Analysis of The Story of an Hour.
In 1894, Kate Chopin wrote, The Story of an Hour. In this fictional tale the author describes the experience of Louise Mallard, a woman with heart trouble, immediately after receiving news of her husbands death. Unlike the expected reaction, Louise actually has a moment of relief realizing the freedoms she now has, which were taken from her by an unhappy marriage.
All the events of the story take place within an hour in Louises home. In the final minutes of the hour, Mrs. Mallard is shocked to see that her husband walks through the front door alive and well, which causes her to have a heart attack and die. While her family believes she had a heart attack because she was overjoyed, the author leads us to conclude the heart attack was actually caused by her realization that the freedoms she looked forward too were no longer a reality. Kate Chopins description of what the main character feels and sees shows us how this is possible.
The story is very well written as it flows from one paragraph to another each presenting a new idea or information for the reader. The story begins by informing us that Louises husband, Brently Mallard, was killed in a railroad disaster. Being that Louise has a heart condition, her family was concerned with how she would react to the bad news. Her sister, Josephine, broke the news to her.
She immediately cried as expected but the interesting part of the story is when she goes into her room and locks the door. While Mrs. Mallard is slouched in a chair her experience doesnt feel that tragic at all. The mood is rather peaceful and relaxing. The reader is reminded more of a sunny day than a gloomy sky. At this point it is almost confusing but Kate Chopin quickly explains the scenario. She explains of a feeling the main character feels approaching. It is then explained that Louise feels free as a result of her husbands death. We learn that there is no feeling of guilt whatsoever in this moment.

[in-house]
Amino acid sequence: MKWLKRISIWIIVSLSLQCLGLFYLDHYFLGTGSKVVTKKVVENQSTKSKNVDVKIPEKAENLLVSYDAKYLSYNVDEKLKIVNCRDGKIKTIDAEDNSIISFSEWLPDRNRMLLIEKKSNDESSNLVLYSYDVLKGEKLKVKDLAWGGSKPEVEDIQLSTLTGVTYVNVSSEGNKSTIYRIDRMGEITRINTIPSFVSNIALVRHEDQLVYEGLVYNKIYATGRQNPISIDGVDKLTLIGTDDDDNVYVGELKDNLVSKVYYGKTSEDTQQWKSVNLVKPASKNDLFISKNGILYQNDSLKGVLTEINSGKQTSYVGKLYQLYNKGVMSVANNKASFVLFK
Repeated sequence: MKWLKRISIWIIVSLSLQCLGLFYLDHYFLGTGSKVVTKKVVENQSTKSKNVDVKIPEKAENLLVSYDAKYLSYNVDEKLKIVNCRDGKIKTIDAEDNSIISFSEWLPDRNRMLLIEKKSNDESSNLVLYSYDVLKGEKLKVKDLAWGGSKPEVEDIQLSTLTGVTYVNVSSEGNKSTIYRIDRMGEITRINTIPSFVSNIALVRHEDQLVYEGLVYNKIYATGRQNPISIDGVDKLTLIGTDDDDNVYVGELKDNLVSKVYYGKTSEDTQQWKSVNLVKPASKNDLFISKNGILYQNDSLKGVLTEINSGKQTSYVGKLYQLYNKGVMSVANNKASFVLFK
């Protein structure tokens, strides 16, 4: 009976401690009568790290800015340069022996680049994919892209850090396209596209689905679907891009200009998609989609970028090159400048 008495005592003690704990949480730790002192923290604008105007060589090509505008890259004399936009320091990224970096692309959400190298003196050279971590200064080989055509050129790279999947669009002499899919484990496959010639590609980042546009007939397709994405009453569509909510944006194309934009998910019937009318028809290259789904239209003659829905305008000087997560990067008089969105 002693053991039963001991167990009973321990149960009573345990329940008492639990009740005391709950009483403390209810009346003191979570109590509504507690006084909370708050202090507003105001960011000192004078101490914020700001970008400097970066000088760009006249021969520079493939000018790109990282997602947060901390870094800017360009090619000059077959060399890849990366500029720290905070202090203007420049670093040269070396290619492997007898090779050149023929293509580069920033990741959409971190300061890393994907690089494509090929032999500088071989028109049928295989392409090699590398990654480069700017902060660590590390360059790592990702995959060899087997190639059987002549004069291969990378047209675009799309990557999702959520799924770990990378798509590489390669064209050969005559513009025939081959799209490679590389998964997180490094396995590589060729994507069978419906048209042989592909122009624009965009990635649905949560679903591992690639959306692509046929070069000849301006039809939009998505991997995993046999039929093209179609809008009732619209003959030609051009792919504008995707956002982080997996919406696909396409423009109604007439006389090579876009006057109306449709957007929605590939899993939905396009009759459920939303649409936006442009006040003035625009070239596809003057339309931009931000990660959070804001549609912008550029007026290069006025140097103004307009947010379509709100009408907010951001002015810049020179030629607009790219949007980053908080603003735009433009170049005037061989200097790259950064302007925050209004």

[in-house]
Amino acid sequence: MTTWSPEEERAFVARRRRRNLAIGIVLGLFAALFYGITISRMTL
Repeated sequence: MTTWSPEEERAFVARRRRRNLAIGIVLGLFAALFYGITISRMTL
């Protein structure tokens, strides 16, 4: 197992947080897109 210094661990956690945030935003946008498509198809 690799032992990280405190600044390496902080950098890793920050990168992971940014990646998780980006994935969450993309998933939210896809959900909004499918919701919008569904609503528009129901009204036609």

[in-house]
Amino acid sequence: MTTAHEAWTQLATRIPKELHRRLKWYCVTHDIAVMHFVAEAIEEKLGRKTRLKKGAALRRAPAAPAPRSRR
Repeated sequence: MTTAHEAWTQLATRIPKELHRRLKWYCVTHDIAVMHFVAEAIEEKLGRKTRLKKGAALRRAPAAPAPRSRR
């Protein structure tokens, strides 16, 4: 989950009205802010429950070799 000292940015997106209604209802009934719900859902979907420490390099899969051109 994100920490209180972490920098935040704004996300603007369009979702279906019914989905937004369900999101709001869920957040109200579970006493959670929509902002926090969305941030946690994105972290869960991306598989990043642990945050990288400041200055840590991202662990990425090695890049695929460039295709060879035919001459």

As we stroll through the short paragraphs we see how this feeling of joy becomes greater as she expresses it more through her body, mind, and her words. Her pulse was beating faster and this actually relaxed her. She envisioned what her life was going to be like in the future now that she was on her own and all the visions were of happiness and freedom. She whispered words to herself about her freedom in order to embrace the reality through the sounds of her own voice.
Though she came across a couple of moments that suggested she loved her husband dearly and he was a kind man, her feeling of joy obviously overpowered her memories of having loved her husband. She completely recognized the strong possibilities of crying over her husbands death in the future, yet nothing could ruin the beautiful future she felt was in store for her.
During Louises experience in her room, Josephine was kneeling on the other side of the door begging for Louise to unlock and open it. Josephine was concerned that her sister was stressing herself and it would have negative effects due to her heart problem. Eventually Louise does open the door and walks out with her sister towards the stairs.
To everybodys surprise, Brently Mallard walks in the house through the front door. During this moment Josephine yells out while Richard, who is Brentlys brother, rushed to cover him from his wifes view in order to keep her from having a heart attack from the shock of seeing her husband was alive. Richard did not achieve this as Louise Mallard had died of a heart attack due to her heart disease.